By Lord Charles Bruce

THE Declaration of Arbroath – as it has passed into history – was devised essentially as a diplomatic initiative to persuade Pope John XXII to withdraw a further act of excommunication against King Robert the Bruce. It creates a compelling argument to convince the most important court of arbitration in Europe of Robert Bruce’s legitimacy to rule as King of Scots, and the right of Scotland to self-determination. Originally consisting of three letters – from the King, the clergy and the nobility – only the latter survives.

Taken in a European context, however, the Declaration, signed on April 6, 1320 and with its 700th anniversary on Monday, is a fascinating example not only of medieval statecraft, but also of the evolution of constitutional law. What sets it apart from contemporary documents is a deposition clause which requires a King to rule in the best interests of his principal stakeholders, who retain the right to depose him if he should prove deficient. This was perhaps the first attempt to define civic humanism, where the right to rule is a conditional grant of the people.

Thus it can be argued that the Declaration is one of Europe’s most important state documents of the medieval period. Although its relevance is clearly cast in the context of Scotland’s desire for peace and security in a period of great turbulence, it is also a work of profound scholarship, drawing on a wide sweep of European history to provide an unarguable case for self-determination. Indeed, the senior Scottish clergymen who composed the Declaration were well aware of the most up to date thinking on constitutional theory which emerged from theological scholars teaching at the University of Paris in the 1280s. Foremost of these was John Quidort, a follower of Thomas Aquinas who wrote, that “Kingly power is from ...the people who give their consent and choice”.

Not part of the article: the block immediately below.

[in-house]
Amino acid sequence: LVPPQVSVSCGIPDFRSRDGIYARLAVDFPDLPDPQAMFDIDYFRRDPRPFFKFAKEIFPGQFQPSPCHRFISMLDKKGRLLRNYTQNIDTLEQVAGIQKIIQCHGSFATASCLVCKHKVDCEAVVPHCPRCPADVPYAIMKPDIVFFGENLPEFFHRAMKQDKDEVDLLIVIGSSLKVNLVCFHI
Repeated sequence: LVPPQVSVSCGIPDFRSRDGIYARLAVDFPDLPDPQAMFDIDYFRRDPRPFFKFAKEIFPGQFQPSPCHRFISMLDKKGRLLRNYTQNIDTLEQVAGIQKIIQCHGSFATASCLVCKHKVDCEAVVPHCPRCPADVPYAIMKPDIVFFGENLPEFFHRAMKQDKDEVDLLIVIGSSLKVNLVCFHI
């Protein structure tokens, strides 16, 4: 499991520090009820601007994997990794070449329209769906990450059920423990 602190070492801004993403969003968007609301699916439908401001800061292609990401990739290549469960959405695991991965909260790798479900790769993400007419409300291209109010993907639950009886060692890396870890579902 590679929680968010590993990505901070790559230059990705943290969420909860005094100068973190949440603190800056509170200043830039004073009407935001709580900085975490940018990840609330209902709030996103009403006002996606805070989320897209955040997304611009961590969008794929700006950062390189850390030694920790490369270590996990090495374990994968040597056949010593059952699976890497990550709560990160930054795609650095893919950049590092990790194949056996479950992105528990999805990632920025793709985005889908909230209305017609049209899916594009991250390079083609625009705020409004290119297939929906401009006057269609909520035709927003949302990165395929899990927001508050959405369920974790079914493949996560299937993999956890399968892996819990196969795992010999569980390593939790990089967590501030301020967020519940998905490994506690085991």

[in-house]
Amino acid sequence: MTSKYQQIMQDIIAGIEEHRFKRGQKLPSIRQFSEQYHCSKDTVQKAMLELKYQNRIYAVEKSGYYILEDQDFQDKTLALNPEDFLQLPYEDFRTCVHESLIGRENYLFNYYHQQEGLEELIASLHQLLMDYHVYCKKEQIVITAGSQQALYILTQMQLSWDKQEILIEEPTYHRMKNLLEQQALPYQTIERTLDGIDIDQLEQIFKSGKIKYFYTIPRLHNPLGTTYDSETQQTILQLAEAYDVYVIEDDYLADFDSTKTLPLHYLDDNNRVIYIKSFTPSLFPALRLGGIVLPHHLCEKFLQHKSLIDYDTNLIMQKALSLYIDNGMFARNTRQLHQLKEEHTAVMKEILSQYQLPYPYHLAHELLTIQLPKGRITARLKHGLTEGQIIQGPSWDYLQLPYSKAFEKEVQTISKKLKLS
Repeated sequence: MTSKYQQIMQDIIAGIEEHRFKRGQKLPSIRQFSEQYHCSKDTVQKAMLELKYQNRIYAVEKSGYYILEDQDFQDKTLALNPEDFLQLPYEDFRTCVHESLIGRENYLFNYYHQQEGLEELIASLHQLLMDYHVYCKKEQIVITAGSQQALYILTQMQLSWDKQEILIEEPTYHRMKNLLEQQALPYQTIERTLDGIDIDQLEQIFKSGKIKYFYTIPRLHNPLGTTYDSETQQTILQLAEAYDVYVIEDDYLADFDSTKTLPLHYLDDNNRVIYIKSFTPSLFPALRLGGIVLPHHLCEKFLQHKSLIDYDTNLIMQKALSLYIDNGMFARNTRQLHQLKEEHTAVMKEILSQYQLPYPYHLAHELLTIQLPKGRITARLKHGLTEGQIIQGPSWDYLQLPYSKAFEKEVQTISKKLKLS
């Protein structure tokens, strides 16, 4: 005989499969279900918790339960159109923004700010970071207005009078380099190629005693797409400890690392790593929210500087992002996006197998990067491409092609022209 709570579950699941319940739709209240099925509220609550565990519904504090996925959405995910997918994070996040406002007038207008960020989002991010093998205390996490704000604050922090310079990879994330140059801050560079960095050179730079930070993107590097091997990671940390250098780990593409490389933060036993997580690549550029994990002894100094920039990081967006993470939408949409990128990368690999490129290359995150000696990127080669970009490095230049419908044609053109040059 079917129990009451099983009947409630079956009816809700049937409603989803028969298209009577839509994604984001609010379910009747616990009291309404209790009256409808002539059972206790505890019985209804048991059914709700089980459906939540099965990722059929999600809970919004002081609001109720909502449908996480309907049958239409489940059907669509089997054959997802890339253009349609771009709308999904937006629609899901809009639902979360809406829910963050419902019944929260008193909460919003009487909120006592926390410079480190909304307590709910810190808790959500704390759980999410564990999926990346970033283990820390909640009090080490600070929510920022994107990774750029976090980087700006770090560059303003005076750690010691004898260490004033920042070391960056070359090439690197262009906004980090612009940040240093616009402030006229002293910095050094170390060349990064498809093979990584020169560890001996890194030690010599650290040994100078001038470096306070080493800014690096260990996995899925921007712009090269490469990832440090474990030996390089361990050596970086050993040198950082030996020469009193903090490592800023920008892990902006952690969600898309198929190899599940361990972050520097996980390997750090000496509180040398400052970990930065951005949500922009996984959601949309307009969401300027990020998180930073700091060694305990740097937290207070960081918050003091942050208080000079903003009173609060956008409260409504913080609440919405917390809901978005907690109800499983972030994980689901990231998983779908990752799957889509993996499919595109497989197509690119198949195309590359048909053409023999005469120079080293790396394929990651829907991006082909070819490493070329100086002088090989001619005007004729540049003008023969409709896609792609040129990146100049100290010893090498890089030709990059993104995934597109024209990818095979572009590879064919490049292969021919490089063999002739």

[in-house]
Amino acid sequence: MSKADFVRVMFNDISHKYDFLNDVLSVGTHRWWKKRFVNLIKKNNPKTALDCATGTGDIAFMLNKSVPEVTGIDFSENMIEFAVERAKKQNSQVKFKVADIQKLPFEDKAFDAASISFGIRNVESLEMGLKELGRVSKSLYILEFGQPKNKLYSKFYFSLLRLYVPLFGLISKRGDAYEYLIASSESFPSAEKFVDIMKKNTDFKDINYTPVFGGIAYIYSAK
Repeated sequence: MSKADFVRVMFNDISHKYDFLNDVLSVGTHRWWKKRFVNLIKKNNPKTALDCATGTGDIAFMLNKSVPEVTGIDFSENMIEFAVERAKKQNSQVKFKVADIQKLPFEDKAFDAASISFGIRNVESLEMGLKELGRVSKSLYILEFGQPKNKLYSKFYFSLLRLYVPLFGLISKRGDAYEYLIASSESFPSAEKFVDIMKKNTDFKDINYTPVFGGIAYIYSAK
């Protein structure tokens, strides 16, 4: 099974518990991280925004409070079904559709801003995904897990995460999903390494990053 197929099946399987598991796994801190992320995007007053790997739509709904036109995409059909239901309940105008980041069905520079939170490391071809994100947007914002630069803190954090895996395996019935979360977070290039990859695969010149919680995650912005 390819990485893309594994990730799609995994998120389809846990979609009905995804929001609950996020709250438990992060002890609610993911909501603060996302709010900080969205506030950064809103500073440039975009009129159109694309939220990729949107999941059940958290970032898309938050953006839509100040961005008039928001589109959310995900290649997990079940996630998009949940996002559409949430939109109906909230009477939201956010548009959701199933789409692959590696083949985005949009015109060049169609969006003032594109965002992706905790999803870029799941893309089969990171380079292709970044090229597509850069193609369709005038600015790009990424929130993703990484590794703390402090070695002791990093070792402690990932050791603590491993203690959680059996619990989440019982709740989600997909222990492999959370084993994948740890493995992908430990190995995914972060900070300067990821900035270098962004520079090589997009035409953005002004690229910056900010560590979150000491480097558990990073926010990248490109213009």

But above all it proves the power of rhetoric. It draws on speeches made in classical Rome. It also demonstrate the way in which language should be used to give inspiration for all time, such as Churchill’s wartime speeches which mobilised “the English language and sent it into battle, a spearhead of hope for Britain and the world”. Perhaps this is how we should recognise the importance of the Declaration: it was conceived primarily as a diplomatic weapon, but potentially with more firepower that the Scots could ever hope to deploy on the field of battle.

Although the Declaration clearly was composed in the context of 1320 as a masterpiece of political rhetoric, its influence can be traced over subsequent centuries through the writings of Scottish chroniclers or constitutional scholars such as George Buchanan or Andrew Fletcher of Saltoun. Its timeless expressions of liberty and opposition to tyranny were repurposed by the Covenanters in 1638 and again in 1689 when the Scottish Parliament enacted the Claim of Right.

It is argued that these documents were scoured for suitable phrases by the drafting committees of the American Declaration of Independence, and the constitution of the United States. Almost 40 per cent of the 56 signatories of the Declaration could claim Scottish ancestry. Indeed, over half of the delegates attending the convention in Philadelphia in 1776, representing 10 of the 13 fledgling states, were of Scottish birth. In 1998 the United States Senate acknowledged the circumstantial evidence of this connection passing Resolution 155, which declared April 6 to be celebrated forever as Tartan Day.